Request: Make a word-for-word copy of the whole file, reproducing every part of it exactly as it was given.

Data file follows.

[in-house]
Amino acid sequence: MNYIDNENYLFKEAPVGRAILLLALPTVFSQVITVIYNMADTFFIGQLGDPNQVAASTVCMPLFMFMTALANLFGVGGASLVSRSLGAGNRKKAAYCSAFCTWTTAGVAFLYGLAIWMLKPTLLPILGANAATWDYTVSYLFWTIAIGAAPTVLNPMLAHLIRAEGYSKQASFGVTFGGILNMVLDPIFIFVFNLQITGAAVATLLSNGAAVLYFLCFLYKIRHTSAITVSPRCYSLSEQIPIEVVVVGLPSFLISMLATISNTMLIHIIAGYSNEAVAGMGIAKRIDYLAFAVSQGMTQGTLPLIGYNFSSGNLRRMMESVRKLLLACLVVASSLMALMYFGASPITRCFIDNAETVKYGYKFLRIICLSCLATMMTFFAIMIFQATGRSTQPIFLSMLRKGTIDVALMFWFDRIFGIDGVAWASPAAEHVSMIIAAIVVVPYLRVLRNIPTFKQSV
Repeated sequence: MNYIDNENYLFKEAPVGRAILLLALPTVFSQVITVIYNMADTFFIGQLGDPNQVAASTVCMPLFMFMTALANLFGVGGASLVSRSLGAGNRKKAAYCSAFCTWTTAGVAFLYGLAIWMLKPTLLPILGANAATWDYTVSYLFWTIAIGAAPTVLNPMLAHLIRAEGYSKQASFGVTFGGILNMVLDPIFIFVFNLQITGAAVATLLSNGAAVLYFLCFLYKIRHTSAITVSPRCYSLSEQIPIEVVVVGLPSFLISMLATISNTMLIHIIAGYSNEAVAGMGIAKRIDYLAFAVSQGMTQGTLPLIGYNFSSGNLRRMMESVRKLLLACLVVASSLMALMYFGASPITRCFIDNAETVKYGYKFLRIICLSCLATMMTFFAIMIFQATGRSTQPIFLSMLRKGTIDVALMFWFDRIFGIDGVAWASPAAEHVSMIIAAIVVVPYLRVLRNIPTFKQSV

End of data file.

[in-house]
Amino acid sequence: MNYIDNENYLFKEAPVGRAILLLALPTVFSQVITVIYNMADTFFIGQLGDPNQVAASTVCMPLFMFMTALANLFGVGGASLVSRSLGAGNRKKAAYCSAFCTWTTAGVAFLYGLAIWMLKPTLLPILGANAATWDYTVSYLFWTIAIGAAPTVLNPMLAHLIRAEGYSKQASFGVTFGGILNMVLDPIFIFVFNLQITGAAVATLLSNGAAVLYFLCFLYKIRHTSAITVSPRCYSLSEQIPIEVVVVGLPSFLISMLATISNTMLIHIIAGYSNEAVAGMGIAKRIDYLAFAVSQGMTQGTLPLIGYNFSSGNLRRMMESVRKLLLACLVVASSLMALMYFGASPITRCFIDNAETVKYGYKFLRIICLSCLATMMTFFAIMIFQATGRSTQPIFLSMLRKGTIDVALMFWFDRIFGIDGVAWASPAAEHVSMIIAAIVVVPYLRVLRNIPTFKQSV
Repeated sequence: MNYIDNENYLFKEAPVGRAILLLALPTVFSQVITVIYNMADTFFIGQLGDPNQVAASTVCMPLFMFMTALANLFGVGGASLVSRSLGAGNRKKAAYCSAFCTWTTAGVAFLYGLAIWMLKPTLLPILGANAATWDYTVSYLFWTIAIGAAPTVLNPMLAHLIRAEGYSKQASFGVTFGGILNMVLDPIFIFVFNLQITGAAVATLLSNGAAVLYFLCFLYKIRHTSAITVSPRCYSLSEQIPIEVVVVGLPSFLISMLATISNTMLIHIIAGYSNEAVAGMGIAKRIDYLAFAVSQGMTQGTLPLIGYNFSSGNLRRMMESVRKLLLACLVVASSLMALMYFGASPITRCFIDNAETVKYGYKFLRIICLSCLATMMTFFAIMIFQATGRSTQPIFLSMLRKGTIDVALMFWFDRIFGIDGVAWASPAAEHVSMIIAAIVVVPYLRVLRNIPTFKQSV